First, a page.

MPAA joins Web standards group amid video DRM dispute

The wry W3C Memes blog mocked the arrival of the MPAA at the W3C by likening it to Star Trek's merciless Borg aliens assimilating humans.

(Credit: W3C Memes)

The movie business now will have a direct voice in a controversy about how to handle copy protection of videos on the Web.

That’s because the Motion Picture Association of America (MPAA) has joined the World Wide Web Consortium (W3C), a group that creates Web standards, such as the HTML technology that underlies every Web page on the Internet.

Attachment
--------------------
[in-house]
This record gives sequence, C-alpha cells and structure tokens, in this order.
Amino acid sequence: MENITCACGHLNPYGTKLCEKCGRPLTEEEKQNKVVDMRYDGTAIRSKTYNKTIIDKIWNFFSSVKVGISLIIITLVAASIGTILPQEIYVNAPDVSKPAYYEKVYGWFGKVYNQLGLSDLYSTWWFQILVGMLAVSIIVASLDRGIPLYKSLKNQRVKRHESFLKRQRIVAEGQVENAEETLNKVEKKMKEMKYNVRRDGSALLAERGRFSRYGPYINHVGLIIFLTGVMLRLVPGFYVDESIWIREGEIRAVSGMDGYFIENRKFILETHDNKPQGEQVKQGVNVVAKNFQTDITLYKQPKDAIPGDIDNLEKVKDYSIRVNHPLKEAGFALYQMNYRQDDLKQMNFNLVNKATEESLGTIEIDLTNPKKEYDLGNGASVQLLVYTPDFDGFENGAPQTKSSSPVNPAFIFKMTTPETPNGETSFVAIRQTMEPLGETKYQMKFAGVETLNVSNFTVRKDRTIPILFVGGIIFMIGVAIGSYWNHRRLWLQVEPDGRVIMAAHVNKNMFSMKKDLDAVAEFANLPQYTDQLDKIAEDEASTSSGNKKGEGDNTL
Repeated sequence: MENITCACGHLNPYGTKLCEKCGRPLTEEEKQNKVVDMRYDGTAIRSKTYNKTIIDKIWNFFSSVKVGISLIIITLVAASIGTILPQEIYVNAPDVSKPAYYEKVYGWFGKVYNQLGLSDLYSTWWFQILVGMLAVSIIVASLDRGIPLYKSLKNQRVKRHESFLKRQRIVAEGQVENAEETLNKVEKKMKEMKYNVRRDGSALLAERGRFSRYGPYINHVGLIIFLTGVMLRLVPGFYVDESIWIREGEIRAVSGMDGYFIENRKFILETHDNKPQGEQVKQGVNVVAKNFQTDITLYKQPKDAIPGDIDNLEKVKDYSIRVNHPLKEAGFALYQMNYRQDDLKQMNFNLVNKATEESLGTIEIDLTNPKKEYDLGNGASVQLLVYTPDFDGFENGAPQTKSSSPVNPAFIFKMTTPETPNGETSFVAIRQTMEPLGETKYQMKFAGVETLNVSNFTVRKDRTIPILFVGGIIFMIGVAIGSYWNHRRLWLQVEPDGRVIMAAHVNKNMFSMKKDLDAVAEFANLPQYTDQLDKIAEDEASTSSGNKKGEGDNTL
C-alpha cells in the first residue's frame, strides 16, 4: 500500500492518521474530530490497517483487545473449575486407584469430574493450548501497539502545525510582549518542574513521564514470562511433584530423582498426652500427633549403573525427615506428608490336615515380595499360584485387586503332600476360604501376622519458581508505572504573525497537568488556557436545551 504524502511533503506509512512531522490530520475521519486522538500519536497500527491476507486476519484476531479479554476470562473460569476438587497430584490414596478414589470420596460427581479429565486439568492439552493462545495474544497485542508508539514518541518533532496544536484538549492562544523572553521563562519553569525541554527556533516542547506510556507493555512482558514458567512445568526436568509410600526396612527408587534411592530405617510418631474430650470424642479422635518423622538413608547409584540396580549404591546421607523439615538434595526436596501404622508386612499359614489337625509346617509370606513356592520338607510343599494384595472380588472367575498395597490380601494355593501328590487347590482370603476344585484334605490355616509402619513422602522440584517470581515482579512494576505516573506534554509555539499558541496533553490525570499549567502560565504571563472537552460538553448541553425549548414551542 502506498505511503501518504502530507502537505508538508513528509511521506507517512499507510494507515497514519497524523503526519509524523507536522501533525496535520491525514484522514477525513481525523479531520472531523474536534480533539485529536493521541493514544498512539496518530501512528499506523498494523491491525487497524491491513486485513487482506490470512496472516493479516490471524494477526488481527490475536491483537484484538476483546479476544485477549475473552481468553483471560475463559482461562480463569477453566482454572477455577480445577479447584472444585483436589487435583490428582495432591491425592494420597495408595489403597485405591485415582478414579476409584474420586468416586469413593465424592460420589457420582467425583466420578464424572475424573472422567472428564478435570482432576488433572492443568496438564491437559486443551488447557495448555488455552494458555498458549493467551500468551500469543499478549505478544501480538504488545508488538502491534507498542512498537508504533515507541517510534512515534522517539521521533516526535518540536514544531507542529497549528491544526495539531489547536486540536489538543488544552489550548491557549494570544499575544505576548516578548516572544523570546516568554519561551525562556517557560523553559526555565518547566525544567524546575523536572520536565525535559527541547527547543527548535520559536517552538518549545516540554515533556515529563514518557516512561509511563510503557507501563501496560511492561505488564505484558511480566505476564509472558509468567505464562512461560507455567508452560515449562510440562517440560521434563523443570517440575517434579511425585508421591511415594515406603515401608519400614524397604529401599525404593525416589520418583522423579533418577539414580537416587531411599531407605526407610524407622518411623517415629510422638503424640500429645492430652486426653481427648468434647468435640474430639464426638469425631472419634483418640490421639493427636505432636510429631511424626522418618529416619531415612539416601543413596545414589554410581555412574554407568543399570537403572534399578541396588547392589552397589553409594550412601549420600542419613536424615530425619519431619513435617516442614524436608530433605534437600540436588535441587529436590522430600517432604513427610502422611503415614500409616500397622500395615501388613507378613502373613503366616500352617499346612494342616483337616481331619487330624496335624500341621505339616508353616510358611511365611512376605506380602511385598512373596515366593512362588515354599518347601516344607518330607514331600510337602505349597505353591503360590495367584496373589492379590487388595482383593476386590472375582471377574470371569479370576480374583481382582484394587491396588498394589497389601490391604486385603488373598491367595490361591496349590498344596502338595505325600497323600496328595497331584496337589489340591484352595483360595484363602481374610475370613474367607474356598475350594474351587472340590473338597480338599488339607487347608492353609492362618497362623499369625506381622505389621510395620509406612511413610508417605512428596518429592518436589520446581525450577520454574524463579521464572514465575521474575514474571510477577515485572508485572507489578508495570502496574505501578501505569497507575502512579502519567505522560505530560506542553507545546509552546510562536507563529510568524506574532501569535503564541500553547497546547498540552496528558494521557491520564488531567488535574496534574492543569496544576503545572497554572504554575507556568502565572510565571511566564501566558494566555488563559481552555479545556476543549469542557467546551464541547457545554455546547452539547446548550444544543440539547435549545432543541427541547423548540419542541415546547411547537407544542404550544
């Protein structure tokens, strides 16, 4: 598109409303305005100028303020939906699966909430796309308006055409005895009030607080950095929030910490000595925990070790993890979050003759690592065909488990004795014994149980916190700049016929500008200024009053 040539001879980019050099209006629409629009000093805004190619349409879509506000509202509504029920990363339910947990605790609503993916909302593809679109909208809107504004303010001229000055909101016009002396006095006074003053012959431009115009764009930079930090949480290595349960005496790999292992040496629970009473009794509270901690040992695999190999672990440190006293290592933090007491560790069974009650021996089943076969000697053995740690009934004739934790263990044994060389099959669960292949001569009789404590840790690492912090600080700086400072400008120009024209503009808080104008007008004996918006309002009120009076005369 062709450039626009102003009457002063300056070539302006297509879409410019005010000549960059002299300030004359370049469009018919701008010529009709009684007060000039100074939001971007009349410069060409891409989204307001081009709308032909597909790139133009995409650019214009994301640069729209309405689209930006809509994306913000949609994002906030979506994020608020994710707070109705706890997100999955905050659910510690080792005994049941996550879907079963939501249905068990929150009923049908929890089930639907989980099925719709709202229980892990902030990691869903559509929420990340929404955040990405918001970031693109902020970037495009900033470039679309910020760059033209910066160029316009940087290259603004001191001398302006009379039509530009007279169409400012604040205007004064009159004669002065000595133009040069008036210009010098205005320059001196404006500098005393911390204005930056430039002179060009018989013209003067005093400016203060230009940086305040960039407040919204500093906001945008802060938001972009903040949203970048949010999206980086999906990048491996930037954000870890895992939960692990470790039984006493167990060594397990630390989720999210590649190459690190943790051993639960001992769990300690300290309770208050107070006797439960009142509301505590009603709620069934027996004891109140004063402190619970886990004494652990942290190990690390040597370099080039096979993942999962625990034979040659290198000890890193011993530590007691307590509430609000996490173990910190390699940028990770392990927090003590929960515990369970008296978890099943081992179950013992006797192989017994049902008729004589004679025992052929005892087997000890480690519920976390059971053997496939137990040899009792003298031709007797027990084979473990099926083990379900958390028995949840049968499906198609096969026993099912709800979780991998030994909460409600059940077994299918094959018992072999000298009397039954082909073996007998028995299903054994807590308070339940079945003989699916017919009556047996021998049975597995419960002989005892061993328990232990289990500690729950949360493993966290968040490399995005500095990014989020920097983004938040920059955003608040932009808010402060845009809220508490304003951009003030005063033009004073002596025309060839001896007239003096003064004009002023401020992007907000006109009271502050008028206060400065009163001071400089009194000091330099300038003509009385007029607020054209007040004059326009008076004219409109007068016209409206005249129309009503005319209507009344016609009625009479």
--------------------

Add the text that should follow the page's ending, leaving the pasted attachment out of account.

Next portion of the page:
“Just met with W3C CEO Jeffrey Jaffe. We’re excited to join W3C and look forward to listening, learning and contributing,” tweeted Alex Deacon, the MPAA’s senior vice president for Internet Technology at the MPAA. Jaffe has been at CES this week.

The MPAA’s arrival is timely, given its years of effort to prevent unauthorized video copying. The W3C has added the ability to host video directly on Web sites using a new component of HTML (Hypertext Markup Language).

The HTML video tag initially offered no mechanism for copy protection, but Microsoft and Google worked with streaming-media giant Netflix to build that support with an a… [Read more]

    







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